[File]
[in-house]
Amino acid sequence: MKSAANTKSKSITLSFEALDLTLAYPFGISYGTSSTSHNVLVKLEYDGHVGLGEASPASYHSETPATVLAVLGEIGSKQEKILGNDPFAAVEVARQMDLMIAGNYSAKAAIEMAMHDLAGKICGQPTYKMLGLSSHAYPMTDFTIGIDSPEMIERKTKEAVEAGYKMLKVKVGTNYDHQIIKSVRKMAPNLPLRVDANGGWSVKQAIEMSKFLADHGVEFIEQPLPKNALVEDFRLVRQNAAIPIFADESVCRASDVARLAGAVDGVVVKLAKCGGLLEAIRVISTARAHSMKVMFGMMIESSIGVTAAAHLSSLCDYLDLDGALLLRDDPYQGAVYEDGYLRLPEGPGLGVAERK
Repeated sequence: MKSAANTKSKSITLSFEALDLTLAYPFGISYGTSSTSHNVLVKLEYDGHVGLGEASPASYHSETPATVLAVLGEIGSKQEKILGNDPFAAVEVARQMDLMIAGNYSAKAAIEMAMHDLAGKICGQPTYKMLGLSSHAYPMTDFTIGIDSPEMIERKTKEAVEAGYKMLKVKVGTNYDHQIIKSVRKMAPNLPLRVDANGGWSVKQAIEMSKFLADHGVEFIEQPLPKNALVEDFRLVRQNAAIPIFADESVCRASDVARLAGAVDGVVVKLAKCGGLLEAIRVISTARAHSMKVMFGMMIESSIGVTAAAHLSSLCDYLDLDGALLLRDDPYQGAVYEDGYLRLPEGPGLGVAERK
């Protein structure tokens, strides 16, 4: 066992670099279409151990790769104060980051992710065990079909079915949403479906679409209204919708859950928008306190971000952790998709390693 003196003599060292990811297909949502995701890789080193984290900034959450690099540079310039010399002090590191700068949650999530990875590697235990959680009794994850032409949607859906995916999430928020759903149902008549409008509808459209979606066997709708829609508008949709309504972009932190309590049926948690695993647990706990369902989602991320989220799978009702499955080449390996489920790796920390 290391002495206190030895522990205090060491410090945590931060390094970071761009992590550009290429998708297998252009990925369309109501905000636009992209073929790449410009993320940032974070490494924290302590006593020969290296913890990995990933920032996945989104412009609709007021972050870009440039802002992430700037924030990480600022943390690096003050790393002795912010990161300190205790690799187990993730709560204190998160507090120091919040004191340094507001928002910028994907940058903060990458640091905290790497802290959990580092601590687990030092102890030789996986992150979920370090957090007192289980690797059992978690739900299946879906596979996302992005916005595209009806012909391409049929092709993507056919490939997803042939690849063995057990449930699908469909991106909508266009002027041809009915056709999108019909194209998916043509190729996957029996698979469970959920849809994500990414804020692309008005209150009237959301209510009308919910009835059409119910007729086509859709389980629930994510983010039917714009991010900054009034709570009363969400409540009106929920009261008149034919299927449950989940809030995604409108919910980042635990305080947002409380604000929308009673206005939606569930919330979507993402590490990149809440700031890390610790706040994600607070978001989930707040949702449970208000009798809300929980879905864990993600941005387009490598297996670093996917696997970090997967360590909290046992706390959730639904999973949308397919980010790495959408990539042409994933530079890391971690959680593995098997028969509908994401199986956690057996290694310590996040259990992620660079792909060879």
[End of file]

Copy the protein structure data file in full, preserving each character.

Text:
[in-house]
Amino acid sequence: MKSAANTKSKSITLSFEALDLTLAYPFGISYGTSSTSHNVLVKLEYDGHVGLGEASPASYHSETPATVLAVLGEIGSKQEKILGNDPFAAVEVARQMDLMIAGNYSAKAAIEMAMHDLAGKICGQPTYKMLGLSSHAYPMTDFTIGIDSPEMIERKTKEAVEAGYKMLKVKVGTNYDHQIIKSVRKMAPNLPLRVDANGGWSVKQAIEMSKFLADHGVEFIEQPLPKNALVEDFRLVRQNAAIPIFADESVCRASDVARLAGAVDGVVVKLAKCGGLLEAIRVISTARAHSMKVMFGMMIESSIGVTAAAHLSSLCDYLDLDGALLLRDDPYQGAVYEDGYLRLPEGPGLGVAERK
Repeated sequence: MKSAANTKSKSITLSFEALDLTLAYPFGISYGTSSTSHNVLVKLEYDGHVGLGEASPASYHSETPATVLAVLGEIGSKQEKILGNDPFAAVEVARQMDLMIAGNYSAKAAIEMAMHDLAGKICGQPTYKMLGLSSHAYPMTDFTIGIDSPEMIERKTKEAVEAGYKMLKVKVGTNYDHQIIKSVRKMAPNLPLRVDANGGWSVKQAIEMSKFLADHGVEFIEQPLPKNALVEDFRLVRQNAAIPIFADESVCRASDVARLAGAVDGVVVKLAKCGGLLEAIRVISTARAHSMKVMFGMMIESSIGVTAAAHLSSLCDYLDLDGALLLRDDPYQGAVYEDGYLRLPEGPGLGVAERK
């Protein structure tokens, strides 16, 4: 066992670099279409151990790769104060980051992710065990079909079915949403479906679409209204919708859950928008306190971000952790998709390693 003196003599060292990811297909949502995701890789080193984290900034959450690099540079310039010399002090590191700068949650999530990875590697235990959680009794994850032409949607859906995916999430928020759903149902008549409008509808459209979606066997709708829609508008949709309504972009932190309590049926948690695993647990706990369902989602991320989220799978009702499955080449390996489920790796920390 290391002495206190030895522990205090060491410090945590931060390094970071761009992590550009290429998708297998252009990925369309109501905000636009992209073929790449410009993320940032974070490494924290302590006593020969290296913890990995990933920032996945989104412009609709007021972050870009440039802002992430700037924030990480600022943390690096003050790393002795912010990161300190205790690799187990993730709560204190998160507090120091919040004191340094507001928002910028994907940058903060990458640091905290790497802290959990580092601590687990030092102890030789996986992150979920370090957090007192289980690797059992978690739900299946879906596979996302992005916005595209009806012909391409049929092709993507056919490939997803042939690849063995057990449930699908469909991106909508266009002027041809009915056709999108019909194209998916043509190729996957029996698979469970959920849809994500990414804020692309008005209150009237959301209510009308919910009835059409119910007729086509859709389980629930994510983010039917714009991010900054009034709570009363969400409540009106929920009261008149034919299927449950989940809030995604409108919910980042635990305080947002409380604000929308009673206005939606569930919330979507993402590490990149809440700031890390610790706040994600607070978001989930707040949702449970208000009798809300929980879905864990993600941005387009490598297996670093996917696997970090997967360590909290046992706390959730639904999973949308397919980010790495959408990539042409994933530079890391971690959680593995098997028969509908994401199986956690057996290694310590996040259990992620660079792909060879």